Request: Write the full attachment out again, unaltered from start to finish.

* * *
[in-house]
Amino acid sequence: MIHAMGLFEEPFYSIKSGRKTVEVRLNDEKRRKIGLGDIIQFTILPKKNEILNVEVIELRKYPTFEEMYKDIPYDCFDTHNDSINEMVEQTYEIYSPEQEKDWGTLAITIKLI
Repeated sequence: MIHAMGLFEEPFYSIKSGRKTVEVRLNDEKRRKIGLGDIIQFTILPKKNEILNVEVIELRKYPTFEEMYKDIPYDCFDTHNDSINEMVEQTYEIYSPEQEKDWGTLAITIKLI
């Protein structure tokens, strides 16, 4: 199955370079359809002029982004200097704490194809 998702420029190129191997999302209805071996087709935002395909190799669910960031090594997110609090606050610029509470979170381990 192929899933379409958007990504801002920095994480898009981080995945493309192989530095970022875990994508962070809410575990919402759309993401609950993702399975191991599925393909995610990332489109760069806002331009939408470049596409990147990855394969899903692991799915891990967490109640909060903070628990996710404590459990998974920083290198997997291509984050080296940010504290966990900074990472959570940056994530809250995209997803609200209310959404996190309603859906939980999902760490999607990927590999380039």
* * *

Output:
[in-house]
Amino acid sequence: MIHAMGLFEEPFYSIKSGRKTVEVRLNDEKRRKIGLGDIIQFTILPKKNEILNVEVIELRKYPTFEEMYKDIPYDCFDTHNDSINEMVEQTYEIYSPEQEKDWGTLAITIKLI
Repeated sequence: MIHAMGLFEEPFYSIKSGRKTVEVRLNDEKRRKIGLGDIIQFTILPKKNEILNVEVIELRKYPTFEEMYKDIPYDCFDTHNDSINEMVEQTYEIYSPEQEKDWGTLAITIKLI
């Protein structure tokens, strides 16, 4: 199955370079359809002029982004200097704490194809 998702420029190129191997999302209805071996087709935002395909190799669910960031090594997110609090606050610029509470979170381990 192929899933379409958007990504801002920095994480898009981080995945493309192989530095970022875990994508962070809410575990919402759309993401609950993702399975191991599925393909995610990332489109760069806002331009939408470049596409990147990855394969899903692991799915891990967490109640909060903070628990996710404590459990998974920083290198997997291509984050080296940010504290966990900074990472959570940056994530809250995209997803609200209310959404996190309603859906939980999902760490999607990927590999380039």